I would guess that archaeological protocol in Jerusalem now is that everything from the 1st and 2nd Temple periods is being sifted. This means that there will be more future dramatic discoveries.

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Bible Land Passages has just released “The City of David Underground: What’s inside Hezekiah’s Ancient Tunnel?” (8 min).

The Times of Israel has a nicely illustrated story by Aviva and Shmuel and Bar-Am on the excavations of Usha in western Galilee. The site is one of many along the Sanhedrin Trail that has been excavated by volunteers, mostly pre-army teens.

The southern wall of the Temple Mount is being illuminated in the evening as part of a new initiative to attract tourists for evening visits to the Jerusalem Archaeological Park.

The Biblical Archaeology Society has released a new ebook entitled The Dead Sea Scrolls: Past, Present, and Future. The book celebrates the 75th anniversary of the discovery with a number of articles by and interviews with leading scholars. (Requires email address)

Leen Ritmeyer shares photos and reconstruction drawings of the Arbel synagogue in Galilee.

Cynthia Shafer-Elliott gives an introduction to the geographical context of ancient Israel.

Experience Israel Now is celebrating their seventh anniversary.

Ferrell Jenkins shares photos that illustrate the beauty of the Bible Land.

“Unearth the Land of the Bible” is a 10-day tour sponsored by the Israel Ministry of Tourism to give American Christians exposure to archaeological sites and an opportunity to excavate.

The Caesarea Maritima International Conference 2022 will be held on October 22-26 at NYU’s Washington Square campus. (I don’t have a link at this time.)

New release: Ashkelon 9: The Hellenistic Period, by Kathleen J. Birney (Eisenbrauns; $140; save 30% with code NR22).

The Minerva Center for the Relations between Israel and Aram in Biblical Times has launched a Mini-MOOC, featuring shorter video clips (10-15 min) to introduce major topics of the Center’s research:

HT: Agade, Arne Halbakken, Ted Weis, Paul Mitchell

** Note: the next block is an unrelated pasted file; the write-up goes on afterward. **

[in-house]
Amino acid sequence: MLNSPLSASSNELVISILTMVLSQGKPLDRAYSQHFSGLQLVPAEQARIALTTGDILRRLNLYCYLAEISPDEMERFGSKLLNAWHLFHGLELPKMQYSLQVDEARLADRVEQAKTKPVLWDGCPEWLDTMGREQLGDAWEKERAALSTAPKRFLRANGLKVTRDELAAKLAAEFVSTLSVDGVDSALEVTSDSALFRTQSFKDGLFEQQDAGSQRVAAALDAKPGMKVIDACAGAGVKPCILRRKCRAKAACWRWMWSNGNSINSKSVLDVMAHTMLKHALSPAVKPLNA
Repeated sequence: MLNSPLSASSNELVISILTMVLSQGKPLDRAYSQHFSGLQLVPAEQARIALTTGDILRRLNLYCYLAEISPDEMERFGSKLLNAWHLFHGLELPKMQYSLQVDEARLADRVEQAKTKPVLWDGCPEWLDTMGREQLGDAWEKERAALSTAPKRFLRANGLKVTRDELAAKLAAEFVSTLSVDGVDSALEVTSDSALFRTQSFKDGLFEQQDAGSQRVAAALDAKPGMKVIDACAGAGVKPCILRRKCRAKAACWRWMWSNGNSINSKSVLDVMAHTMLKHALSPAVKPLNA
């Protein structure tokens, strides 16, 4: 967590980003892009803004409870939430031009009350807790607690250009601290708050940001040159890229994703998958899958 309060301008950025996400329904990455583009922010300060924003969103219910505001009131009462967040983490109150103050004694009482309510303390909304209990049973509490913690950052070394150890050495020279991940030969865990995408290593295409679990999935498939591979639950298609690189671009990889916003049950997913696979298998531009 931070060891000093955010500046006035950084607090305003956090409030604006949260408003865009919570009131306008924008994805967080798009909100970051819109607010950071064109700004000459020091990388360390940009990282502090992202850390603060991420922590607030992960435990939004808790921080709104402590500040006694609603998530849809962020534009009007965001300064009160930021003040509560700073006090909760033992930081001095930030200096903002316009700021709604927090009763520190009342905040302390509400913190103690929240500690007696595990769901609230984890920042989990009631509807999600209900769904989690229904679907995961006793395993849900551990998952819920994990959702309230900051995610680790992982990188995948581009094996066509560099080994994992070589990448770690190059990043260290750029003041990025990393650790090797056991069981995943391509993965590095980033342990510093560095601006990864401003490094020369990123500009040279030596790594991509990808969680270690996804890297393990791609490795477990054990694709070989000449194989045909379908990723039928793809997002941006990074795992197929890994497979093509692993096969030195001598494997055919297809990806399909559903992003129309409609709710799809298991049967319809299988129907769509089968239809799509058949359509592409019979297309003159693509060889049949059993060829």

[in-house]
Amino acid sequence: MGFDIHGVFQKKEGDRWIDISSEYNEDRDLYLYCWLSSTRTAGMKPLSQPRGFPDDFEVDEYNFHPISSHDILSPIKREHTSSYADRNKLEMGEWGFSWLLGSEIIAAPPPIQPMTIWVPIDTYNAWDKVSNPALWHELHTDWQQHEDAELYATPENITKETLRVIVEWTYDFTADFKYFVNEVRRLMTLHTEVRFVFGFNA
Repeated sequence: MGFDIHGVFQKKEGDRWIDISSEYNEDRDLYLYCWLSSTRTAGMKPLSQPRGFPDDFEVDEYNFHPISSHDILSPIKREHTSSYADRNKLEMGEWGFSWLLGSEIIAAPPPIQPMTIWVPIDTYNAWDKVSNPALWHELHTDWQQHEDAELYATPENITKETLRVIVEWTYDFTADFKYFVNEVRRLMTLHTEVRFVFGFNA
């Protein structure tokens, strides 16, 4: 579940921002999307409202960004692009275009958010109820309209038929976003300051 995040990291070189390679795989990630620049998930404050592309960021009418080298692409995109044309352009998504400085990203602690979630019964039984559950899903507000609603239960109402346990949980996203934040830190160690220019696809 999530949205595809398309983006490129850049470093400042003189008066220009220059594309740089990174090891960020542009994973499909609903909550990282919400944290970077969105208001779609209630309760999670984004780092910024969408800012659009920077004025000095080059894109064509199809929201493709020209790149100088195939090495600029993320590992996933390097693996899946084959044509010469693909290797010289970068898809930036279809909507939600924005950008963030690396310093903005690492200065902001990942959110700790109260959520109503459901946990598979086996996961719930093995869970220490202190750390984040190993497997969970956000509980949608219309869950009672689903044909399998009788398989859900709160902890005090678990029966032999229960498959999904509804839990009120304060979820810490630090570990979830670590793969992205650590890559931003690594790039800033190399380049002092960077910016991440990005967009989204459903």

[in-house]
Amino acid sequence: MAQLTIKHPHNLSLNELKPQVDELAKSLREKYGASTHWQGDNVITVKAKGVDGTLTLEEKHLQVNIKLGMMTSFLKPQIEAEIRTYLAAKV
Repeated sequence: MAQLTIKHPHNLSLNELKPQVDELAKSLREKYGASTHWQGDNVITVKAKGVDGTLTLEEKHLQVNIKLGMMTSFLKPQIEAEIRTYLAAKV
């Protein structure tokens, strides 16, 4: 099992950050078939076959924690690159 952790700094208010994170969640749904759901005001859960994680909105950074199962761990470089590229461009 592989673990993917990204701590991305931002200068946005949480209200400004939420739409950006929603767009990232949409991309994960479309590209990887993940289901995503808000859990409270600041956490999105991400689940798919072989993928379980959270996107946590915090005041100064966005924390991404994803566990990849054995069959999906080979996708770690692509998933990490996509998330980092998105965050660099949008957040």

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Israel HaYom surveys the history of Shiloh along with the present quest to discover the location of the tabernacle. Scott Stripling believes he knows the location but is not sure he’ll ever be able to prove it.

“Archaeologists announced Tuesday the discovery of a 1,200-year-old estate in Israel’s southern Negev desert, boasting unique underground structures that allowed its owners to overcome the searing summer heat.”

Nathan Steinmeyer takes viewers to excavations at Tel Shimron in a 4-minute video that is the second in a series on excavating in the Bible lands. Tel Shimron is one of the largest sites in the Jezreel Valley region.

Archaeologists are excavating a fortified village in Samaria that existed at the end of the Bar Kochba Revolt. You can see a drone video of the site here and more information and photos here.

Writing for The Jerusalem Post, Aaron Reich’s article claims to provide “everything you need to know about the Church of the Holy Sepulchre.” It’s a decent introduction.

The oldest synagogue in Jerusalem is a non-rabbinic form of Judaism known as Karaism. Daniel J. Lasker has written a book about the subject, and his post on the ASOR Blog gives an introduction.

“Between the former rains (in autumn) and the latter rains (in spring) Israel receives all its rainfall. Except for this week, when it rained in summer!”

Ferrell Jenkins reports on a recent visit to Taanach.

There is a campaign to turn Hebron Road in Jerusalem into a “pedestrian-friendly space with cafes, bike paths, and more.”

Rejuvenation podcast: “Dr. Jodi Magness, the outstanding archaeologist, prolific writer and excellent educator, joins Eve Harow to talk about her renewed decade long excavation at the ancient Jewish village of Huqoq in the Galilee.”

Zoom lecture on Sept 15: “Flavians in Galilee (67 CE): Their Aims and Activities,” by Steve Mason

The Fall 2022 issue of Biblical Archaeology Review includes articles on Diaspora Jews living in Jerusalem in the 1st century, the lethal capabilities of slings, and the location of Magdala.

HT: Agade, Arne Halbakken, Joseph Lauer, Explorator, Paleojudaica

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Several magnificent 4th-century AD Roman sarcophagi will soon be on display in Ashkelon.

The site of ancient Samaria (Sebastia) has been damaged by arson and looters. The article discusses more broadly the destruction of archaeological sites in Judea and Samaria.

Artifacts discovered in a salvage excavation next to the Machpelah in Hebron may be buried to provide a path for disabled visitors.

Plans have been shelved that would have transformed the ruins of Lifta on the outskirts of Jerusalem into a residential and commercial area.

The arrest of three antiquities thieves in the West Bank resulted in the recovery of Roman and Byzantine coins, jewelry, doors, and a stone olive press.

Israel’s tourism industry is on it way to record highs.

“The Experience of Resurrection” is a new multimedia exhibition at the Franciscans’ Christian Information Center (CIC) located inside the Old City’s Jaffa Gate. The same Jerusalem Post article reports on several other new tours, including one which explores Wilson’s Arch.

After going on an international tour, the Magdala stone has returned home.

James McGrath reports on his tour of the region of Samaria, led by the grandson of the Samaritan high priest. This is part of a series entitled “In the Footsteps of John the Baptist.”